Netflix may have popularized the idea of a streaming service, but its now far from being the only one. Hulu and Amazon have been around for a while now, CBS All Access is still wet behind the ears, and Apple, Warner Media and Disney+ are coming in the not too near future. However, those seven will have to make room for another competitor stepping into the ring: NBCUniversal.
The media conglomerate announced Monday that it is preparing to launch an “ad-supported direct-to-consumer service” in 2020.
In a statement on the announcement, NBCU CEO Steve Burke said:
“NBCUniversal has some of the world’s most valuable intellectual property and top talent, both in front of and behind the camera. Many of the most-watched shows on today’s popular streaming platforms come from NBCUniversal. Our new service will be different than those presently in the market and it will be built on the company’s strengths, with NBCUniversal’s great content and the technology expertise, broad scale and the wide distribution of Comcast Cable and Sky.”
“People are watching premium content more than ever, but they want more flexibility and value. NBCUniversal is perfectly positioned to offer a variety of choices, due to our deep relationships with advertisers and distribution partners, as well as our data-targeting capabilities. Advertising continues to be a major part of the entertainment ecosystem and we believe that a streaming service, with limited and personalized ads, will provide a great consumer experience.”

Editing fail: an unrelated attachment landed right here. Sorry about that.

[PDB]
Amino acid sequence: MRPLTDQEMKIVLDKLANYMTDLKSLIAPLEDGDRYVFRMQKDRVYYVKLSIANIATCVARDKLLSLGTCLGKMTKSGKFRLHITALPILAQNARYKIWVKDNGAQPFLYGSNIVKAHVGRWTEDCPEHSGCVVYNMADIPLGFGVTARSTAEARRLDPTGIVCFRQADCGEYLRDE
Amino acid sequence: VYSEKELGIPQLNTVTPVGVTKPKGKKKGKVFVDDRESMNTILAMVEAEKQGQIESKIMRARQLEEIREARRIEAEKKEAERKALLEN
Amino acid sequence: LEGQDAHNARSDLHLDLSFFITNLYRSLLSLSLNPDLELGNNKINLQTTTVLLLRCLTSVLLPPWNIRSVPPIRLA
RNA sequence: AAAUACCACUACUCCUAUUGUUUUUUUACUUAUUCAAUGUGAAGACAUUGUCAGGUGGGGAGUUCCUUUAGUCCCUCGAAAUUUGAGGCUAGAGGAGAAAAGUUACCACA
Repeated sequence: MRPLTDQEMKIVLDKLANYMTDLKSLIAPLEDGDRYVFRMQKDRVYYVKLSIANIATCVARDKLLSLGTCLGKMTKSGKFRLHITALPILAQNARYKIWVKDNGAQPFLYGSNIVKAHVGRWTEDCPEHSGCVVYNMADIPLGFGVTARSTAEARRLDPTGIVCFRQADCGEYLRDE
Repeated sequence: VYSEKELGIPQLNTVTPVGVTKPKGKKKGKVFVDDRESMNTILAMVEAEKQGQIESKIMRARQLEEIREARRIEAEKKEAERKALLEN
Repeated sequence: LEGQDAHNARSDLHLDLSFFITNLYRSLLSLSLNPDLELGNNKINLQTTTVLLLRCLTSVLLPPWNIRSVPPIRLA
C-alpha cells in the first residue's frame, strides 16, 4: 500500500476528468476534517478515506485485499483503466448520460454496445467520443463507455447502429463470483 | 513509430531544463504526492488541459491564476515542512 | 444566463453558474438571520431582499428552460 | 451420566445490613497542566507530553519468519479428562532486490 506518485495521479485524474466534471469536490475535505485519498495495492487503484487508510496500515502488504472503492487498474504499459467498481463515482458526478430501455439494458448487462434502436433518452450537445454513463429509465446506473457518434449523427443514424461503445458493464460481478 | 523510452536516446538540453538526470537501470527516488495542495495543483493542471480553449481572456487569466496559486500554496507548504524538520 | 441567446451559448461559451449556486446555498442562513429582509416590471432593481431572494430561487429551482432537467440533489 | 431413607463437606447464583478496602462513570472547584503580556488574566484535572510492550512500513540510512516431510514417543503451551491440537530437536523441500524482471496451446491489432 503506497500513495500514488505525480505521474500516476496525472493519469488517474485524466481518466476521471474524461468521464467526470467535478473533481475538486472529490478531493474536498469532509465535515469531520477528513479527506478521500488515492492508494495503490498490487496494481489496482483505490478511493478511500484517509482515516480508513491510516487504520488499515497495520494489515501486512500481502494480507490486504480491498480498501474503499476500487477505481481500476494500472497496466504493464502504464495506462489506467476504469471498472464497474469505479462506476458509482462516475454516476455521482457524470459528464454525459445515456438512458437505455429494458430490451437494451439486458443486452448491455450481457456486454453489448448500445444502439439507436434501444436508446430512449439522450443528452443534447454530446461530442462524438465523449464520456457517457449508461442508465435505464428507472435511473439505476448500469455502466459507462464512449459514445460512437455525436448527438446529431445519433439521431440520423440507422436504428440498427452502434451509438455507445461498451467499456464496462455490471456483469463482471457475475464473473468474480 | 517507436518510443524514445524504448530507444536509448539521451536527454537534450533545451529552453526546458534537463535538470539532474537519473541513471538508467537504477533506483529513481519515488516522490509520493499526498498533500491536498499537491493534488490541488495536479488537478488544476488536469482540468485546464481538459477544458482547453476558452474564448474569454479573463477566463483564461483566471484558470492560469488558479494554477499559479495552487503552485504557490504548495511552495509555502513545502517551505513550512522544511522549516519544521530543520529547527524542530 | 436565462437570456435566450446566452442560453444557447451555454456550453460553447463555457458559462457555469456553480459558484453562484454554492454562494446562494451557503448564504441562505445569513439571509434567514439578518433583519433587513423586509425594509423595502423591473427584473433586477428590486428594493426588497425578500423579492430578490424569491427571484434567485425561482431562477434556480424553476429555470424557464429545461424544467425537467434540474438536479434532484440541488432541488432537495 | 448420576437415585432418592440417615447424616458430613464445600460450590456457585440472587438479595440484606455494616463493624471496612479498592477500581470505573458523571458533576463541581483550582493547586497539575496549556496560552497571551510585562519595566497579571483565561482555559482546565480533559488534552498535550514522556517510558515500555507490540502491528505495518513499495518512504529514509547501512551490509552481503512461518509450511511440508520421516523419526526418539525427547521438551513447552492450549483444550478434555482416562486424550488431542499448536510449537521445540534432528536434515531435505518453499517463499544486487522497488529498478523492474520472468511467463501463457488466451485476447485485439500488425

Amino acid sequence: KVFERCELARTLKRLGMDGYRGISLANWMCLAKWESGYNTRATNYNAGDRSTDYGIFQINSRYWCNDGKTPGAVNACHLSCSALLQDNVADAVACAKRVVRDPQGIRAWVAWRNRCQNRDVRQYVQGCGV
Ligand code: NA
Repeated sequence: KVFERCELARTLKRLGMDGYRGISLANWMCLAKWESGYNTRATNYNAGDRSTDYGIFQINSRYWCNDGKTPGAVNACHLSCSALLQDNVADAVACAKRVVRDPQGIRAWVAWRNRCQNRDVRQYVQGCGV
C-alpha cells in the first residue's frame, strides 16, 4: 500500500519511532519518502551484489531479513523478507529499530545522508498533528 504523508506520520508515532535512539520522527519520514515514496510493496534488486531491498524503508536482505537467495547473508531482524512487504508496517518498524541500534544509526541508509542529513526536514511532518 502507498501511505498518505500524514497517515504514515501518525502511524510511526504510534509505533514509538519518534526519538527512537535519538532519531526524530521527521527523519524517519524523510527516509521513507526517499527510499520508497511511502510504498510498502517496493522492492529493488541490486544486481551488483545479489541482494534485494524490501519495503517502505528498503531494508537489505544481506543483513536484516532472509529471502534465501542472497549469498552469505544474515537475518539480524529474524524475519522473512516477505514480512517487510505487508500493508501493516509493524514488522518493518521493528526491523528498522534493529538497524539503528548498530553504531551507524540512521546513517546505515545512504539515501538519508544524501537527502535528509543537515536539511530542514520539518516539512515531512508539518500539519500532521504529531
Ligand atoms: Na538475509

It was only a matter of time before the Comcast-owned NBCUniversal launched a stand-alone streaming service. The service is set to draw “from its content library and offer up its film and television franchises as well as original programming and content from outside partners. It will be free for NBCU pay TV subscribers in the U.S. and abroad. Comcast Cable and Sky, which have a combined 52 million subscribers, will distribute the service in the U.S. and abroad, though NBCU also hopes to strike deals with other pay TV providers to offer it for free to their customers, too. An ad-free tier and a version of the service for non-pay TV customers will also be offered at a price in line with other subscription services like Netflix.”
I’ve long prophecized that streaming services would just become the new cable channels and this is starting to become true. Of course, NBC has had a lot of quality programming across its decades on TV and that alone is enough to entice viewers away from Netflix. You better watch The Office and Friends while you still can everyone, because they may have a new home come 2020.
What are your thoughts on yet another streaming service you might have to subscribe to? Let us know down in the comments!